Wednesday newspaper round-up: Shoplifting, EnQuest, Klarna
(Sharecast News) - The government is investing more than £55m in expanding facial recognition systems - including vans that will scan crowded high streets - as part of a renewed crackdown on shoplifting. The scheme was announced alongside plans for tougher punishments for serial or abusive shoplifters in England and Wales, including being forced to wear a tag to ensure they do not revisit the scene of their crime, under a new standalone criminal offence of assaulting a retail worker. - Guardian
Tuesday newspaper round-up: Pharma companies, Puig, Thames Water
(Sharecast News) - Rachel Reeves has said an incoming Labour government would launch a £5bn crackdown on tax avoiders to close a gap in its spending plans exposed by Jeremy Hunt scrapping the non-dom regime to finance tax cuts. Warning households and businesses that Labour was prepared to adopt tough measures to tackle tax fraud and non-compliance, Reeves said the funding would be used to pay for free school breakfast clubs and additional NHS appointments. - Guardian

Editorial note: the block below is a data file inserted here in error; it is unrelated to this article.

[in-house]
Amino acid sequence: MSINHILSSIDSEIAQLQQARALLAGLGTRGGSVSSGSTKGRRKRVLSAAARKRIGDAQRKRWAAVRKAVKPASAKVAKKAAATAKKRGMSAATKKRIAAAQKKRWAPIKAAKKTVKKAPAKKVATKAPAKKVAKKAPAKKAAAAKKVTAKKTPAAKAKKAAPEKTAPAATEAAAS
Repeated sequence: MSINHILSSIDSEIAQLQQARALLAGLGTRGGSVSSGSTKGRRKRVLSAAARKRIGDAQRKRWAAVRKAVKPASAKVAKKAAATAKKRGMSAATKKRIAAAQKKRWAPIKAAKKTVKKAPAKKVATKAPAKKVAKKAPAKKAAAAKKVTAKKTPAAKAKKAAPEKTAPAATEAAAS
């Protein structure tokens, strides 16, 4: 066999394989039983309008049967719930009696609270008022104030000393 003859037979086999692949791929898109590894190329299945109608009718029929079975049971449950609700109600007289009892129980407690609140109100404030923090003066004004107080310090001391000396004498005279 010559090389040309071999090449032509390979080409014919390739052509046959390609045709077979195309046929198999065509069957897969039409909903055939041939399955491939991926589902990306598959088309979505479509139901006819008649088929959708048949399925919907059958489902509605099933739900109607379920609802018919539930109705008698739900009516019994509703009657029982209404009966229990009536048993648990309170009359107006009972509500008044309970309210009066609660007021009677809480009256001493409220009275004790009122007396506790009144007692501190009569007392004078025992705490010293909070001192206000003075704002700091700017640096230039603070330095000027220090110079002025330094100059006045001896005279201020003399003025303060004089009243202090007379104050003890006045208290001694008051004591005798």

Monday newspaper round-up: Boeing, rent rises, e-scooters, Santander UK
(Sharecast News) - US airline regulators have launched an investigation after an engine cowling on a Boeing plane fell off during takeoff and struck the wing flap. The Southwest Airlines flight 3695 rose to about 10,300ft (3,140 metres) before returning safely 25 minutes after takeoff to Denver international airport at about 8.15am local time on Sunday. It was towed to the gate after landing. The Boeing aircraft with 135 passengers and six crew members aboard had been headed to Houston. No one was injured. - Guardian

Important information: This information is not a personal recommendation for any particular investment. If you are unsure about the suitability of an investment you should speak to one of Fidelity’s advisers or an authorised financial adviser of your choice. When you are thinking about investing in shares, it’s generally a good idea to consider holding them alongside other investments in a diversified portfolio of assets. Past performance is not a reliable indicator of future returns.